The other evening, on the way home, I was stopped at a robot, as usual with my window open. A young girl who flits between the robots in that area approached my window and asked for money?…nope…food?…nope…please…I’m sorry, smile, I really am, but no.
She had a baby with her, held on her back with a wrap that showed she must be Mozambican or Malawian. It is something about the type of material that people from those two countries use.
She moved onto the car behind her, where there was some middle-aged friendly-enough-looking woman. This woman did not even look at her as the young black girl stood on the other side of the window. Divided by a piece of glass. Inches away. The woman practiced perfectly the “Sandton Stare”, as my young brother jokes about it. “There is no one standing staring at me on the pavement. No one. Just go away No One. Leave me to my own world. You are making me nervous.” (Nervous about what? Is what I wonder.)
As I watched the scene in my rear view mirror I wanted to scream, Just regard the bluddy kid. Just acknowledge that there is a human being so close to you. You don’t have to give her anything. Sure, be on guard; be ready to pull off should she swipe out a sawn-off shotgun from between her and the baby. But at least look at her face; not even into her eyes. You do not have to do anything for her, except recognise that she exists.
Can you imagine how degraded you must feel. How powerless. How much of an identity of “nothingness” you must experience when a person will not even glance in your direction. You are not even the scum of the earth to spit at. You are plain nothing.
The girl came back and stood at my window and she and I just looked at each other. What to fcking do.
I do not agree with giving cash out every which way, it is not solving the greater problem…teach a man to fish and all of that. But I have learnt through the kindness offered back to me of others that to be acknowledged does help a person’s existence.
At another robot on my occasional route home there is a man selling HOMELESS TALK and trinkets. I have never bought a thing from him, I can’t even be sure if I have said a word to him. But every time he sees me, even with a car swap, he gets the biggest smile on his face. He never punts his wares to me. We wave at one another. In turn we do thumbs up to say “Are you ok, I’m cool thanks”. That’s about it. But we both feel good after the encounter. And this happens at least once a week.
My friends laugh that when it is said that I know everyone, it does mean EVERYONE. Age, race, social position, sexuality, job type, beauty standard, can all be damned. I was on first name terms with the Congolese Car Guards in my varsity town. I visited my first place of work the other day and the cleaning lady and I still had to do a catch up on one another’s lives. At that same job, I became friends with one of the Zim guys at the robot, to the point that he would bring me back presents from Zim after trips home. During nights out I get massive hugs from giant West African bouncers, and the coat ladies want to chat to me about my last night out. I know shop assistants, and even if I don’t we still talk like we’re best mates. One old man working as a petrol attendant in my area always comes over to my car to say, “You know you’re my Number One”. A bit odd, but still, his excitement makes me laugh. Security guards at Mock-Tuscan complexes. Waitresses and their employers, who so sweetly give me extra helpings or free starters. The barman who had to serve me litres of coffee and coke while I always waited out my family's golf games in the clubhouse lounge, to the point that should I need to quietly buy a sneaky bottle of wine on a Sunday years later, it was not a problem.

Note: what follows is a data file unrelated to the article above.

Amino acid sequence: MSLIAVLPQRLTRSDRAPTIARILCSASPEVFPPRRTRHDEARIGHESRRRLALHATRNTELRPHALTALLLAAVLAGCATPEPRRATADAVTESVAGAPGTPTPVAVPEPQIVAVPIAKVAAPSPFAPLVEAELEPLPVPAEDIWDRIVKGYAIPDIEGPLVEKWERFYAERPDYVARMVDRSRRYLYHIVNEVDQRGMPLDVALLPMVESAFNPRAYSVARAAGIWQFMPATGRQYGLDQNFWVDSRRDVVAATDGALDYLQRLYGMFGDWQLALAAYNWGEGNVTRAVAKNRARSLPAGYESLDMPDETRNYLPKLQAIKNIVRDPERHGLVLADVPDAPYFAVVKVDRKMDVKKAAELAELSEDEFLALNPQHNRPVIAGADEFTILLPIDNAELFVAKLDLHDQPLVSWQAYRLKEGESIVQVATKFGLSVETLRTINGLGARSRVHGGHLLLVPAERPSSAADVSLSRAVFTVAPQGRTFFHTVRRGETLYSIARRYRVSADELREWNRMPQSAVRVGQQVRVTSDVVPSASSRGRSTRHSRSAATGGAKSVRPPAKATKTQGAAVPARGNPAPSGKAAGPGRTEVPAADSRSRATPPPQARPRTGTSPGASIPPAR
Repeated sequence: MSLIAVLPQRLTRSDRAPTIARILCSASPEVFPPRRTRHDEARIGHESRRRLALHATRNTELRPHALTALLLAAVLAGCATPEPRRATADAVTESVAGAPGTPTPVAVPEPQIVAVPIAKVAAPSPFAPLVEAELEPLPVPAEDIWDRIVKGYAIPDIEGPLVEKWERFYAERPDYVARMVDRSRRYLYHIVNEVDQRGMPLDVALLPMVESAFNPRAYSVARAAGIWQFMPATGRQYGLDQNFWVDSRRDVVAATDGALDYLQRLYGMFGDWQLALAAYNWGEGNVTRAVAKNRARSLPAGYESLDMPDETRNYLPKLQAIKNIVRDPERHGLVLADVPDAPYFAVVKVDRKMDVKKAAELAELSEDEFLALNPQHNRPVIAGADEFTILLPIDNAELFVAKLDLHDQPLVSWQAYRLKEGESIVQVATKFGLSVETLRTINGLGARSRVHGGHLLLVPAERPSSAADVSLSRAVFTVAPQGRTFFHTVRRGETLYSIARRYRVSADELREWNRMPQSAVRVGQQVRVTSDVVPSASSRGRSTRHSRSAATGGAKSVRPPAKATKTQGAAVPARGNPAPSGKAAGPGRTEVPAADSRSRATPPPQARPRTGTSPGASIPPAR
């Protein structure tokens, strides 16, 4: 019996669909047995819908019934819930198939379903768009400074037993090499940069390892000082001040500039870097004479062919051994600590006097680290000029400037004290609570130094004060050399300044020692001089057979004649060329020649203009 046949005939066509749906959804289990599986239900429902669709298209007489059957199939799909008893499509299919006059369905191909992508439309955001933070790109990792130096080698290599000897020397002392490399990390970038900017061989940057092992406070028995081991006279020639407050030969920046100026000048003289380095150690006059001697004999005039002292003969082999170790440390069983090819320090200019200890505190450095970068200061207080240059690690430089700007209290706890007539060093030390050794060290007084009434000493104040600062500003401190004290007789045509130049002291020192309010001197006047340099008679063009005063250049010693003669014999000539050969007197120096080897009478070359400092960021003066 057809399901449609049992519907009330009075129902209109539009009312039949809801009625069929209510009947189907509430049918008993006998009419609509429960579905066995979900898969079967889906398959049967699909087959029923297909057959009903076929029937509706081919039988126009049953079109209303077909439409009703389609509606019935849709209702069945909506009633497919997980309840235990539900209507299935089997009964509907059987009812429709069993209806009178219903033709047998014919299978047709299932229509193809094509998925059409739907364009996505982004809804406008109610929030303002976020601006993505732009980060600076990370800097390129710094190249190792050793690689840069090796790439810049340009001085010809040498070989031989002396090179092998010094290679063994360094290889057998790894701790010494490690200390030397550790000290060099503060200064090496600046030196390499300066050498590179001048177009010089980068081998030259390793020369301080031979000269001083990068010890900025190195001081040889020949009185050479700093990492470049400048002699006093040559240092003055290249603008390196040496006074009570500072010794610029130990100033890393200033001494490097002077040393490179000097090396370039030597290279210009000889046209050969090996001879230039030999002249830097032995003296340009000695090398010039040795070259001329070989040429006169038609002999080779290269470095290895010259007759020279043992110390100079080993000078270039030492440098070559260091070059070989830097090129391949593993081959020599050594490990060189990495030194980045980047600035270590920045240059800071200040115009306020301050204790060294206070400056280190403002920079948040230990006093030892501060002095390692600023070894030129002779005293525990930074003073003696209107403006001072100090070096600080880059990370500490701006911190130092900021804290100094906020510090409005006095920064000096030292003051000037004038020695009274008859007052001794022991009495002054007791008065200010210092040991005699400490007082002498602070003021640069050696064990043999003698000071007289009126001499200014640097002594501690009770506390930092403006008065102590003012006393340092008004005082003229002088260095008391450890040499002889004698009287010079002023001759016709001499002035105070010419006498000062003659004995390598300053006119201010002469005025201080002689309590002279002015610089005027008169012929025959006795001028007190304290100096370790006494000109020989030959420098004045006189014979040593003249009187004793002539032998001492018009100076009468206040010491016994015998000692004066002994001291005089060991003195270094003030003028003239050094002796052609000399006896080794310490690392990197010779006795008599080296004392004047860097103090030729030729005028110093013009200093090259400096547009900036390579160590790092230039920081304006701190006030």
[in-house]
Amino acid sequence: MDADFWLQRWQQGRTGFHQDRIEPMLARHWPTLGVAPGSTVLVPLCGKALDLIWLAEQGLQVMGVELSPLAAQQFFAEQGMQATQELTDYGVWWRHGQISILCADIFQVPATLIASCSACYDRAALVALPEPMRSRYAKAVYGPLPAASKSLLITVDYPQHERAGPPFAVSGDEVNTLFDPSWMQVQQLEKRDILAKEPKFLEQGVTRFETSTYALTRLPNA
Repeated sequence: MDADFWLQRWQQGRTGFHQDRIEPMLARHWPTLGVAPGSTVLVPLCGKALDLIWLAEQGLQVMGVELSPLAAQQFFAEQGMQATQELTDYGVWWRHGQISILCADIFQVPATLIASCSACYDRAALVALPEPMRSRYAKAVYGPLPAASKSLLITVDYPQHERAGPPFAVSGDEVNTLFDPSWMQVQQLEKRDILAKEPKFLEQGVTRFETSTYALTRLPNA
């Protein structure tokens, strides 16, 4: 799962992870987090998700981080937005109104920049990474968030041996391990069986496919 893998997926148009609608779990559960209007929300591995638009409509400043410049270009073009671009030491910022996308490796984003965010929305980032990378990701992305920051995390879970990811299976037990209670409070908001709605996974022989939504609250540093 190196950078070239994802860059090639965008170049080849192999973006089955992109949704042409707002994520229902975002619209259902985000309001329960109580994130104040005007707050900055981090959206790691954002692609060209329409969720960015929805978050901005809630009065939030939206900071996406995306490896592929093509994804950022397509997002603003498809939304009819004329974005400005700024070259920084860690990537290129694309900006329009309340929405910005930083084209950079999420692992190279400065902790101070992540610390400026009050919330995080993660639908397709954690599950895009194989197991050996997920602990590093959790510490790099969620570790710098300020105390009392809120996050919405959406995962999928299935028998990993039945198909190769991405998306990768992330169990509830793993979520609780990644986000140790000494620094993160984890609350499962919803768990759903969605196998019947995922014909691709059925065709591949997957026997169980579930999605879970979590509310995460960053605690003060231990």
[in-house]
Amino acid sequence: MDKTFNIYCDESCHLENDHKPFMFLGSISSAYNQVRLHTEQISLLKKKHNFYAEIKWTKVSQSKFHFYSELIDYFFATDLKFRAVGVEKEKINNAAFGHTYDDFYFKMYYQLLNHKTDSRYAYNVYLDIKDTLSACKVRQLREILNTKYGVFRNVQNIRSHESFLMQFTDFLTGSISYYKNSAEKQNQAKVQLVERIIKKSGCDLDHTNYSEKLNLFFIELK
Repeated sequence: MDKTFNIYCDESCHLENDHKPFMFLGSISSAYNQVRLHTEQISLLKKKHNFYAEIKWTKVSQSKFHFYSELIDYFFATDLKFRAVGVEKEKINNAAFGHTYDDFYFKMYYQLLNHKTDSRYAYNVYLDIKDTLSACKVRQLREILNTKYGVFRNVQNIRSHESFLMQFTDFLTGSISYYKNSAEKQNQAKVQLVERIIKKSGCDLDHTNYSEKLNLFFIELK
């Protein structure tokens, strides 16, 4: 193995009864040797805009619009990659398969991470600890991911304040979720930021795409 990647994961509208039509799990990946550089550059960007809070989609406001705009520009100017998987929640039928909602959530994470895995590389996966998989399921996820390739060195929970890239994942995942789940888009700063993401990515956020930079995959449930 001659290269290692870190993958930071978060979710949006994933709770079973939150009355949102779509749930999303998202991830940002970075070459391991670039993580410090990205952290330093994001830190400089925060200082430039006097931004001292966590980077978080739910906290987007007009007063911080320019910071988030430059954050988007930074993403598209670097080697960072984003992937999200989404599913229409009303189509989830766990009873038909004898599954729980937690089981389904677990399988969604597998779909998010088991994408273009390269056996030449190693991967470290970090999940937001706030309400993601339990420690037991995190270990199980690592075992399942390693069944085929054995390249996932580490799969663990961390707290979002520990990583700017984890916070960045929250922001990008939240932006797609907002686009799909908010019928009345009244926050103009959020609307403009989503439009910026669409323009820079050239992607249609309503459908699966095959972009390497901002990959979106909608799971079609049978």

[The ADT guys also know me, but that might be for a whole different reason why.]
I have not known it any other way.
Perhaps it was through walks with Paulina (my maid who is my second mom) to the shops as a kid, and that she greeted everyone along the way, no matter if she knew them or not. My mom also has always had this element of friendliness and care, as did her mother.
People will and would always go out of their way for these women, just because of the “human” element added to interactions. Apparently when my crazy grandmother died, people across the Sandton City area cried more than our family did. A small daily interaction with someone was suddenly going to be lacking from each of their lives.
Many of my good friends are like this as well. Who are known the town round, and not just within the “usual” circles. That we speak to people when we interact with them, whatever the setting. It is not that we are special, that we have a unique skill, it is just that we do not know how not to relate.
Perhaps I take it to a new extreme, but I cannot get out of me that there is a person just inches away from me, who has as many emotions & thoughts & stories & ideas & love & hate & family & friends as me. It is just that their life is being lived parallel to mine. And imagine if you get to cross back and forth over such lives! How much you will learn, teach, grow, help, and exchange. Even if just initially by looking the person in the eye.